It could be that I’m watching more football than I normally do, but I’ve noticed a peculiar uptick in commercials for copper-infused compression clothes. The industry is growing quickly and it has already drawn endorsements from a number of high-profile athletes across the different brands. They make a lot of claims, and I want to know how they hold up. So, what exactly does the science say?
In order to reach a more definitive answer, we need to separate the claims we’ll be analyzing. First, let’s take a look at the research on compression clothing. The industry claims that it will improve your athletic performance and increase your recovery for the next game. The science agrees, sort of. Compression garments are in fact beneficial for increased running performance, maintenance of leg power after endurance, and post-exercise recovery. A newly published study out of the University of Michigan Health System finds compression socks worn after a marathon improve performance in coming weeks.
Second, let’s look at the claimed benefits of infused copper—primarily that it prevents odor, that it has anti-microbial properties, and that the release of positive ions promotes health and wellness. Science agrees with 2 of the 3. The anti-microbial properties are well known and studied:
Bacteria, yeasts, and viruses are rapidly killed on metallic copper surfaces, and the term “contact killing” has been coined for this process. While the phenomenon was already known in ancient times, it is currently receiving renewed attention. This is due to the potential use of copper as an antibacterial material in health care settings. Contact killing was observed to take place at a rate of at least 7 to 8 logs per hour, and no live microorganisms were generally recovered from copper surfaces after prolonged incubation. The antimicrobial activity of copper and copper alloys is now well established, and copper has recently been registered at the U.S. Environmental Protection Agency as the first solid antimicrobial material. In several clinical studies, copper has been evaluated for use on touch surfaces, such as door handles, bathroom fixtures, or bed rails, in attempts to curb nosocomial infections.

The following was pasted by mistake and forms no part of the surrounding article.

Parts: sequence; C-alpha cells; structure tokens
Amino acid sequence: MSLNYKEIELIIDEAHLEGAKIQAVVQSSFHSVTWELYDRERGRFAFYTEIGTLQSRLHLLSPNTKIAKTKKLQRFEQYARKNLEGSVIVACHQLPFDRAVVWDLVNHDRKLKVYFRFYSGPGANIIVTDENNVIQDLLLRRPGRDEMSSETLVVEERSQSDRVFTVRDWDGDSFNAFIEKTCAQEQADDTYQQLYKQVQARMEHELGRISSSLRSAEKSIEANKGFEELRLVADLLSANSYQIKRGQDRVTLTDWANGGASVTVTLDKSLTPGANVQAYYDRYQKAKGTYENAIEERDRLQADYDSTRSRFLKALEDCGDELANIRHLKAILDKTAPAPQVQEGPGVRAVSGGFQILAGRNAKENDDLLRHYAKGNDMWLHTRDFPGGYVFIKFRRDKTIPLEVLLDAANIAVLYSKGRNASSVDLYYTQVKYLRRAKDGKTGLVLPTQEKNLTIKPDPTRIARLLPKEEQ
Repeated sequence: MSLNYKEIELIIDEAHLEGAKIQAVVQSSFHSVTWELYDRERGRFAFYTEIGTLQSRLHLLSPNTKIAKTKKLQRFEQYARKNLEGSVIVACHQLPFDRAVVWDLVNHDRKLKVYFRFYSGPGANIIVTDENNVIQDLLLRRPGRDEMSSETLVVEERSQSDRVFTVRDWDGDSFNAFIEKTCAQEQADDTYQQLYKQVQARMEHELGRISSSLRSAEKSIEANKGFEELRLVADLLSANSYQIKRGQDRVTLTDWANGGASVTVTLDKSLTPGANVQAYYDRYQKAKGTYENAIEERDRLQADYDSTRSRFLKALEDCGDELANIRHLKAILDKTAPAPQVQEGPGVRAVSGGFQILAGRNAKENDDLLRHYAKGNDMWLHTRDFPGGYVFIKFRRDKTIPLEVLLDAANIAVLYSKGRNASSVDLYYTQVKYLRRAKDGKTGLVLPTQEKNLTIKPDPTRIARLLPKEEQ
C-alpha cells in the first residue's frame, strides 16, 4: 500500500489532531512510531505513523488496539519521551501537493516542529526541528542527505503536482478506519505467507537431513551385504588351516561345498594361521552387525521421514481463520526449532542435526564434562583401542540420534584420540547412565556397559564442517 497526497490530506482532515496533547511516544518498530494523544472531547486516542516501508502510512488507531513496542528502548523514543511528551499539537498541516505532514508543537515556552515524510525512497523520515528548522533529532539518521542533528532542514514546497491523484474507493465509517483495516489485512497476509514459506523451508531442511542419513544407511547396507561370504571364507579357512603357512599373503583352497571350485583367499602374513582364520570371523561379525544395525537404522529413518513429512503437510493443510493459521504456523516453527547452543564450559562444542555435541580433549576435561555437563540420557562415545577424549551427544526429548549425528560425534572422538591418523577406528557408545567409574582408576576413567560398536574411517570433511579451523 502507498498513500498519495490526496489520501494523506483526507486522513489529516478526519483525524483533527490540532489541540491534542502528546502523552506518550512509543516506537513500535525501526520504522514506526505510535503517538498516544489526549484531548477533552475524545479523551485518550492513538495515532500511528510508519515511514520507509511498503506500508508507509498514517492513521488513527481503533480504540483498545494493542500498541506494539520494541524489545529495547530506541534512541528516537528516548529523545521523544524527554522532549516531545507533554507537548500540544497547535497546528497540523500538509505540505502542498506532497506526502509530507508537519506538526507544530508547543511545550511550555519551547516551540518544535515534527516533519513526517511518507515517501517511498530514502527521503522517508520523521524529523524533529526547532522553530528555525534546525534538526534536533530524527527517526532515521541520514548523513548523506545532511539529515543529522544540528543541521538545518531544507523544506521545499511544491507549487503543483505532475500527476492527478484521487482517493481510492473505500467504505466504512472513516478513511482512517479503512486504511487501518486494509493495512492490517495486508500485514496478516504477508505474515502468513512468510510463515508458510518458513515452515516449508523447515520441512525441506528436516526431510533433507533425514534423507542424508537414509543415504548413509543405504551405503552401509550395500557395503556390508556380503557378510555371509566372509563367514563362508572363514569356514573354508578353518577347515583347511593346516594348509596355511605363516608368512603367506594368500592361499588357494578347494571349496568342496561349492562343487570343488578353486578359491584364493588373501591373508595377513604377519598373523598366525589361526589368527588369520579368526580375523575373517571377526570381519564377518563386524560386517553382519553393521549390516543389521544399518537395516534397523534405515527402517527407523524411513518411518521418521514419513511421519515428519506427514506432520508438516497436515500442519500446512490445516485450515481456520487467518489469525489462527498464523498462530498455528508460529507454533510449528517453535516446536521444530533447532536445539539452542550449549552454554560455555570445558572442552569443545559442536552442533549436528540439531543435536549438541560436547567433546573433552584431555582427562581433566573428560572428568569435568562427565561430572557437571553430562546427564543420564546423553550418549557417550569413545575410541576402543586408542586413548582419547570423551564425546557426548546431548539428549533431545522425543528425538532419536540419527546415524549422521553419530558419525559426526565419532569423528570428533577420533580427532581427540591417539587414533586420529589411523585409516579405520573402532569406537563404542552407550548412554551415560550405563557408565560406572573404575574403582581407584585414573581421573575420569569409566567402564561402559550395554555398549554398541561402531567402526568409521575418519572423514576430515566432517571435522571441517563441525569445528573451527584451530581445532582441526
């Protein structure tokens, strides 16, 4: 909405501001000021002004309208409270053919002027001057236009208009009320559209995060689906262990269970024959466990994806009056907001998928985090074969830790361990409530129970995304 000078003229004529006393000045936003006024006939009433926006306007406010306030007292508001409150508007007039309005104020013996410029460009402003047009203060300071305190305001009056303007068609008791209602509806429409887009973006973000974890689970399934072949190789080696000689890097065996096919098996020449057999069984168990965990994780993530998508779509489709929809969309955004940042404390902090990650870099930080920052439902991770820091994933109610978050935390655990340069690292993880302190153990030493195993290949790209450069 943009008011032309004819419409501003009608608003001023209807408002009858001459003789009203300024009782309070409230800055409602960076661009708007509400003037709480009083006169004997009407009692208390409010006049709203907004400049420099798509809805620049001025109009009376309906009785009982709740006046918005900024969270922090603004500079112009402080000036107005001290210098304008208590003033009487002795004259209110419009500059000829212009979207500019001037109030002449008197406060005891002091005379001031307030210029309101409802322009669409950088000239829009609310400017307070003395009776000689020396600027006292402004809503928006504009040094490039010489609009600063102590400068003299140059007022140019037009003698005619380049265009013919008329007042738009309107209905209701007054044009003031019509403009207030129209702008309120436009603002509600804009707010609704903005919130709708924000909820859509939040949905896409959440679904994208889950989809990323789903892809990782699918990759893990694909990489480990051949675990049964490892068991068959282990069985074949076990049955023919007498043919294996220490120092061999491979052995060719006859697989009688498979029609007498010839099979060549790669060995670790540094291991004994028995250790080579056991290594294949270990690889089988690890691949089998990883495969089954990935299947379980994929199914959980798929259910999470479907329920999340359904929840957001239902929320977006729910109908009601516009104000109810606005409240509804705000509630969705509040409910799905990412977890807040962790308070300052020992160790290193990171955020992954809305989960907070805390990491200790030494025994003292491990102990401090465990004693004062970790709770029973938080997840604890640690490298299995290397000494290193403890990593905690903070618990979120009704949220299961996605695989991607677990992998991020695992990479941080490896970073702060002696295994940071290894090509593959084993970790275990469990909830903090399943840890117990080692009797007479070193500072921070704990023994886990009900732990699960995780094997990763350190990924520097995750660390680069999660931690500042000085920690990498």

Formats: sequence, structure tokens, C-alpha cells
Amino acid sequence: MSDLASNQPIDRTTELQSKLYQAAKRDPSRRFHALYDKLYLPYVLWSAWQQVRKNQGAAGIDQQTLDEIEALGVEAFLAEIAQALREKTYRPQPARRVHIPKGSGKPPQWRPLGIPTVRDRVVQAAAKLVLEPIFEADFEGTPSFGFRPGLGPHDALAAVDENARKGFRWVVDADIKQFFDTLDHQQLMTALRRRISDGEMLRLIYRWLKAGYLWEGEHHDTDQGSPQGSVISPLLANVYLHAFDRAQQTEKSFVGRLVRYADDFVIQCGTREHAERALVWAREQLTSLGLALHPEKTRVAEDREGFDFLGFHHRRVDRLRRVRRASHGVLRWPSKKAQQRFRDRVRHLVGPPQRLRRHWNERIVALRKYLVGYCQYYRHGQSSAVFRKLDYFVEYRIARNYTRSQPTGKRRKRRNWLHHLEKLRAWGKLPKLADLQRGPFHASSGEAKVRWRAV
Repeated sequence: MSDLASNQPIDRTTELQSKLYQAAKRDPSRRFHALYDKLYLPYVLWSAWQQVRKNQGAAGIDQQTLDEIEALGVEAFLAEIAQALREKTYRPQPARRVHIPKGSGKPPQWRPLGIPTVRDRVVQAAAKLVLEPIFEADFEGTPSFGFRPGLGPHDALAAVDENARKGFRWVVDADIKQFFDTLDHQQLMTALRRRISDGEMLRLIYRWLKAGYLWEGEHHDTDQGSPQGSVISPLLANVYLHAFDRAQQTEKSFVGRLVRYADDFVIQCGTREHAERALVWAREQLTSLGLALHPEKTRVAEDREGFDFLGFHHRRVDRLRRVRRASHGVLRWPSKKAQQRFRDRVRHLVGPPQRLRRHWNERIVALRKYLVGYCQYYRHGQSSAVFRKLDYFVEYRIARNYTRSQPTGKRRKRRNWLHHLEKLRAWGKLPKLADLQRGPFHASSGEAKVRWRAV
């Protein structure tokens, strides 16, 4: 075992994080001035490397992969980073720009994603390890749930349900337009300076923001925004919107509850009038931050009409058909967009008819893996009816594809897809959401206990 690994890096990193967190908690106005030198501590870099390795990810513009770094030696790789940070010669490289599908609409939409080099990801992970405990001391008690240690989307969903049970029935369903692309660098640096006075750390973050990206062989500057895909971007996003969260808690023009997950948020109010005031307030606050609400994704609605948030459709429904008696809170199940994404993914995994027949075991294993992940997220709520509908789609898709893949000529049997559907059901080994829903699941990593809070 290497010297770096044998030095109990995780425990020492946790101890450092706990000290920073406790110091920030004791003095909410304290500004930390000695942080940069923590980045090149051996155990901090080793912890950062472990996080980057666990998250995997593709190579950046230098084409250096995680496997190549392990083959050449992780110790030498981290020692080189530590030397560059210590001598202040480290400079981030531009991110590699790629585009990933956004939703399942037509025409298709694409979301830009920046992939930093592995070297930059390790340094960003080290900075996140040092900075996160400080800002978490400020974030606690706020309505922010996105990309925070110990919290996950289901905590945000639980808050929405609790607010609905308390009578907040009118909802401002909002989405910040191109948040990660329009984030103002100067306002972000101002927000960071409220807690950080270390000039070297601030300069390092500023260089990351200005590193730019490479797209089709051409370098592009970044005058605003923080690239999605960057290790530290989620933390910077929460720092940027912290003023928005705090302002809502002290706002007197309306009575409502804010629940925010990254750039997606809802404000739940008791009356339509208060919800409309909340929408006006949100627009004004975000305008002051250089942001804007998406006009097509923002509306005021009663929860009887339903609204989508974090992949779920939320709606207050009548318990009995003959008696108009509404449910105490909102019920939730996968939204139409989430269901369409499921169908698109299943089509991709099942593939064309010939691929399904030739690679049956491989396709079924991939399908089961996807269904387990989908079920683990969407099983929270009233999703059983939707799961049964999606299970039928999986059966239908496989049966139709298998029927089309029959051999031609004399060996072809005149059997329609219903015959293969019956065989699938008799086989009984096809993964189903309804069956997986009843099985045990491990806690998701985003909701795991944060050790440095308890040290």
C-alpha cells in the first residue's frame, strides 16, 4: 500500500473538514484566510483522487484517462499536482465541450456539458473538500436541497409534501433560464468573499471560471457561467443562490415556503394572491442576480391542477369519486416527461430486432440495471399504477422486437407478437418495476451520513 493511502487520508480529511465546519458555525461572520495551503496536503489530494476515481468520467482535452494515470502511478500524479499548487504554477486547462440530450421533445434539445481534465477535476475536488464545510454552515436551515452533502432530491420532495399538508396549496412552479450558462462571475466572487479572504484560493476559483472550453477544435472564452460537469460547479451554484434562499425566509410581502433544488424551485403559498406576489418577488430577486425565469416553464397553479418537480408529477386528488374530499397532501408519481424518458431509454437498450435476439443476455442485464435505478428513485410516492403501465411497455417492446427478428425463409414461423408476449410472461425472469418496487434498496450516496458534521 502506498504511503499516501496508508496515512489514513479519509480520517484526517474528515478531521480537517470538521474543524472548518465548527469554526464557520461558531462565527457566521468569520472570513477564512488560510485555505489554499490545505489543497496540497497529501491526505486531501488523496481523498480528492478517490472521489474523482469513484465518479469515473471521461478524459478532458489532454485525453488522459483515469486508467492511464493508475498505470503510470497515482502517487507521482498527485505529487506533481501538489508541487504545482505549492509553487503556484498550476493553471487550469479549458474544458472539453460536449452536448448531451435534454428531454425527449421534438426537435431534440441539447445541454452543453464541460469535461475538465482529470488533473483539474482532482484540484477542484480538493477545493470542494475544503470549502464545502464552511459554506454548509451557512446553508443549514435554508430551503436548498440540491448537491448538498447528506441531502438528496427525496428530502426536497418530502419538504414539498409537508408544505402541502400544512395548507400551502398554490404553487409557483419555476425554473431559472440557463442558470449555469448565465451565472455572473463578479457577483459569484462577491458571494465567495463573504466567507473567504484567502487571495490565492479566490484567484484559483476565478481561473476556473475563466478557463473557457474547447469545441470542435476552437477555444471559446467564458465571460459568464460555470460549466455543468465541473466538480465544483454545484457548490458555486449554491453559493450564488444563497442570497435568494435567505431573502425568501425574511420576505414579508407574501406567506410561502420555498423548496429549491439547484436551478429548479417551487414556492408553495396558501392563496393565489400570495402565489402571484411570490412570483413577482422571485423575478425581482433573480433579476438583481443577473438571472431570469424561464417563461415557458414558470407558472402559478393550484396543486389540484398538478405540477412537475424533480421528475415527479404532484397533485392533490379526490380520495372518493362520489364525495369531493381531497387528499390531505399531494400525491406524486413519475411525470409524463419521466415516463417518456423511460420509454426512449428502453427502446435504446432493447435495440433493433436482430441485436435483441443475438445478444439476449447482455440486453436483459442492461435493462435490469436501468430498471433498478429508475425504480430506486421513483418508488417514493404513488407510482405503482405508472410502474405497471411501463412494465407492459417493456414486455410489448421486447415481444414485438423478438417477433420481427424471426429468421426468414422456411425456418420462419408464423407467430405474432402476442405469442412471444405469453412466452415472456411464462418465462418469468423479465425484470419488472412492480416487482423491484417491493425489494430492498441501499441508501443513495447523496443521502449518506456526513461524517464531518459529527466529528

A secondary benefit of the anti-microbial properties of copper is the elimination of bacteria on the skin that creates body odor. But again, that would entirely depend on how much copper is used within the fiber of the clothing and its purity. It’s hard to know.
As for the alleged benefit of positive ions promoting health and wellness? We don’t know what health and wellness means in this case, how to measure it, or through what mechanism positive ions would be beneficial. Because there is no way to falsify the claim, we will simply disregard it. On a final note, the research on the alleged therapeutic effects of copper is not complimentary, see here and here.
In conclusion, the claims are for the most part valid concerning the benefits of compression clothing, although even they may overstate the magnitude of benefit.
The alleged benefits of copper-infused compression clothes that we covered are somewhat realistic, but only given a number of a assumptions that we can neither prove nor disprove concerning the concentration of copper. Any claim concerning the promotion of health and wellness is simply a marketing gimmick with no basis in science. In general, I find that I am extremely skeptical any time claims are made with regards to benefits of exposing your skin to a pure metal or metal alloy.
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